Bill Moyers and Michael Winship: The Rich Are Different from You and Me – They Pay Less Taxes
The Rich Are Different from You and Me – They Pay Less Taxes
by Bill Moyers and Michael Winship
April 13, 2012
Benjamin Franklin, who used his many talents to become a wealthy man, famously said that the only things certain in life are death and taxes. But if you’re a corporate CEO in America today, even they can be put on the back burner – death held at bay by the best medical care money can buy and the latest in surgical and life extension techniques, taxes conveniently shunted aside courtesy of loopholes, overseas investment and governments that conveniently look the other way.
In a story headlined, “For Big Companies, Life Is Good,” The Wall Street Journal reports that big American companies have emerged from the deepest recession since World War II more profitable than ever: flush with cash, less burdened by debt, and with a greater share of the country’s income. But, the paper notes, “Many of the 1.1 million jobs the big companies added since 2007 were outside the U.S. So, too, was much of the $1.2 trillion added to corporate treasuries.”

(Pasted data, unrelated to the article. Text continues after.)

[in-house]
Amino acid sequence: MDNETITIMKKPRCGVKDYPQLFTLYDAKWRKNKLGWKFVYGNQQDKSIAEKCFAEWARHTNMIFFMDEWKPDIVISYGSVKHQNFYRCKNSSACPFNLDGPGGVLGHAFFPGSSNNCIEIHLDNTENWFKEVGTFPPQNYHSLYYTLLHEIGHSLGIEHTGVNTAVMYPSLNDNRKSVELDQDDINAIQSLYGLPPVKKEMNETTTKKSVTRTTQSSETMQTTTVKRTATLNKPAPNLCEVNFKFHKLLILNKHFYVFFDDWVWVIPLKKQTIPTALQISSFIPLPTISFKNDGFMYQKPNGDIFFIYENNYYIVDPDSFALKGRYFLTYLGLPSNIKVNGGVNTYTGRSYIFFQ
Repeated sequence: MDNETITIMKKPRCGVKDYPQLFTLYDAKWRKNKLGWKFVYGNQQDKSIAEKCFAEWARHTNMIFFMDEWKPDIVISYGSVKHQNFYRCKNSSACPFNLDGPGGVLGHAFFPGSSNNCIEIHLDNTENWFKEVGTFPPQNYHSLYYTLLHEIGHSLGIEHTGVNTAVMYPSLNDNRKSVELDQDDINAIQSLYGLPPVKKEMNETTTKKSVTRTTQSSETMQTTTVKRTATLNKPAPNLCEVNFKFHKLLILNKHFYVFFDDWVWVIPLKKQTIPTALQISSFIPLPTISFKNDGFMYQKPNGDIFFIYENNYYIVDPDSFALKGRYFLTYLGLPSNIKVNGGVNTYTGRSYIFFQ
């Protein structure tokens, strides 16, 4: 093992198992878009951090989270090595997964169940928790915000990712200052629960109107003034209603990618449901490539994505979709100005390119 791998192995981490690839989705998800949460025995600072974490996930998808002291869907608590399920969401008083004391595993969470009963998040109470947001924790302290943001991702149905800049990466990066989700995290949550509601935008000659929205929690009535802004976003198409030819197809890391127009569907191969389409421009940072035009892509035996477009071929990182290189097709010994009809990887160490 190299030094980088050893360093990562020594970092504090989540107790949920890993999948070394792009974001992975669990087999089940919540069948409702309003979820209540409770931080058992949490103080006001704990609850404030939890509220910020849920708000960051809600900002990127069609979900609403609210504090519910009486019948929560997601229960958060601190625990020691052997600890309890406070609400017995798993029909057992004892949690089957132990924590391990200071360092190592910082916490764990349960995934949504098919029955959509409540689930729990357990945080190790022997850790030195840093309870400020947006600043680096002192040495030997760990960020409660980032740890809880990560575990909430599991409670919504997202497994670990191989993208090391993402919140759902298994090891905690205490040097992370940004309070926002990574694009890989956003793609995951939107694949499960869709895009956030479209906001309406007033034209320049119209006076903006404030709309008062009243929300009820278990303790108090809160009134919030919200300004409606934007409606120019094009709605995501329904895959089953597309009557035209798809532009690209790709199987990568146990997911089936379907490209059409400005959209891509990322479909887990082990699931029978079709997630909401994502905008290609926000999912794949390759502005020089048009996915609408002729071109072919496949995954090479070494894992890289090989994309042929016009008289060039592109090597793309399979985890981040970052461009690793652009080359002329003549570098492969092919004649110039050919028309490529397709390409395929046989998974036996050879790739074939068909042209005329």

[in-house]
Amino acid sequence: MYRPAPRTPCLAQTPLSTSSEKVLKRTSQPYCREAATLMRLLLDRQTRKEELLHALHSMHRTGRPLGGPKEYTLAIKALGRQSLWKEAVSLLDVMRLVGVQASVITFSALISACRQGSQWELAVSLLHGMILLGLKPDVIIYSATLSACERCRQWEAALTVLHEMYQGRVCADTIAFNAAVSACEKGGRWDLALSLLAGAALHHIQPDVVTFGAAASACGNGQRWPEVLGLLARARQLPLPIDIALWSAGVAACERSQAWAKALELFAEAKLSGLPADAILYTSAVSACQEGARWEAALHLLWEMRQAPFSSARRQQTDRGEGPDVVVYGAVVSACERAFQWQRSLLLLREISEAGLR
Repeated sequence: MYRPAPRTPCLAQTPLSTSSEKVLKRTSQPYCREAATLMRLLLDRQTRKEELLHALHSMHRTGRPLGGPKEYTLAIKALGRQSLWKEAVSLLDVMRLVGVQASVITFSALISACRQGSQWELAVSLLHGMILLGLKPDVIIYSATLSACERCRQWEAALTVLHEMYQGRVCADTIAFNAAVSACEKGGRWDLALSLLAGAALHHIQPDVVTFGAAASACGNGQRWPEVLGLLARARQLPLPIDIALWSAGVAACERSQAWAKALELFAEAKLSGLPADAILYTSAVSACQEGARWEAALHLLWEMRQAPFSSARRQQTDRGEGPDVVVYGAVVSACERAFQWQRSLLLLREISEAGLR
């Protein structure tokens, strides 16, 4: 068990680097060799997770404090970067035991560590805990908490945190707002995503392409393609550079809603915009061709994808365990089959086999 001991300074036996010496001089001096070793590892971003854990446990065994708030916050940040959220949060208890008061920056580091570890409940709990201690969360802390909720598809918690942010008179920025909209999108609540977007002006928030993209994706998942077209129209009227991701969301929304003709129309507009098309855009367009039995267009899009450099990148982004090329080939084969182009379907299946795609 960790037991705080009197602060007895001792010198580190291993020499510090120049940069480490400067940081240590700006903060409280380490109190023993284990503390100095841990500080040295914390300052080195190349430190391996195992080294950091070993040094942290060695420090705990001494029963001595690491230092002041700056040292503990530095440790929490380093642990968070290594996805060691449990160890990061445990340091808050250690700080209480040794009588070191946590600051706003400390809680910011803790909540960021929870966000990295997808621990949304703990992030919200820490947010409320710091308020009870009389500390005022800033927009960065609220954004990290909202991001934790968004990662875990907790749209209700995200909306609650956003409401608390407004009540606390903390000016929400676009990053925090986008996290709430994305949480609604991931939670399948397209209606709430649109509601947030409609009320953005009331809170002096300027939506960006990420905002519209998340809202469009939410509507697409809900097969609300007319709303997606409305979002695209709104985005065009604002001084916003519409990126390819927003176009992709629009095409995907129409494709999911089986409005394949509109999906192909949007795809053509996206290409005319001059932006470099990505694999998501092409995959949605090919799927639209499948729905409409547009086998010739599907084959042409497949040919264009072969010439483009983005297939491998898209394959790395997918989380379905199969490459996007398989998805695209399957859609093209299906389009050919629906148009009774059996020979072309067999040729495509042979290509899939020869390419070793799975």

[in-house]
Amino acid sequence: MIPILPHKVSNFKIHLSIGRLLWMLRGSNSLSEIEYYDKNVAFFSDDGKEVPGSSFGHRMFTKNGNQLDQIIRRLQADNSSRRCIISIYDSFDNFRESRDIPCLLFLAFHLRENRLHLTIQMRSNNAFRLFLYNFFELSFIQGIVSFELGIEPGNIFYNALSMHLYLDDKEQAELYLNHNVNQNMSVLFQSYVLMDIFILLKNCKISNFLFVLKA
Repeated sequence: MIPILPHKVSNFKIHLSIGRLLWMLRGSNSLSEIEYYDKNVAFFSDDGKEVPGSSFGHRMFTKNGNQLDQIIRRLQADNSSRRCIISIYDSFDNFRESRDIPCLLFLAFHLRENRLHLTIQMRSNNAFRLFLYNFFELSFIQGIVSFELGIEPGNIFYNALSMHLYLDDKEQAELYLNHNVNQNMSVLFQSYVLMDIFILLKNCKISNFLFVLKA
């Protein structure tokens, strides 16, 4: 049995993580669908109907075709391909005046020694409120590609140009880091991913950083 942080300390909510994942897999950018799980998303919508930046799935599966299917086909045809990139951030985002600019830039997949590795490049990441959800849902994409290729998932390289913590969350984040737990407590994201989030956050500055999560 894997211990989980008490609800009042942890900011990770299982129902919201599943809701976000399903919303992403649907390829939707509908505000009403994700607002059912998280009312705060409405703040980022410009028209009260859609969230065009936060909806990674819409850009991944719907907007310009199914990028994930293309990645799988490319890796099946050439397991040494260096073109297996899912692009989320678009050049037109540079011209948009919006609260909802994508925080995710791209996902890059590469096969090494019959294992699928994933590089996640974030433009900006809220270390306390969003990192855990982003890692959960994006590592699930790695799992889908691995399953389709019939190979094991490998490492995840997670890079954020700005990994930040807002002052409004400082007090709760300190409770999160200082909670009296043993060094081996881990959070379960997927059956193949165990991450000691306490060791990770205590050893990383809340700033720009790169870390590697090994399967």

To add to this embarrassment of riches, the consumer group Citizens for Tax Justice reports that more than two dozen major corporations – including GE, Boeing, Mattel and Verizon -- paid no federal taxes between 2008 and 2011. They got a corporate tax break that was broadly supported by Republicans and Democrats alike.
Corporate taxes today are at a 40-year-low -- even as the executive suites at big corporations have become throne rooms where the crown jewels wind up in the personal vault of the CEO.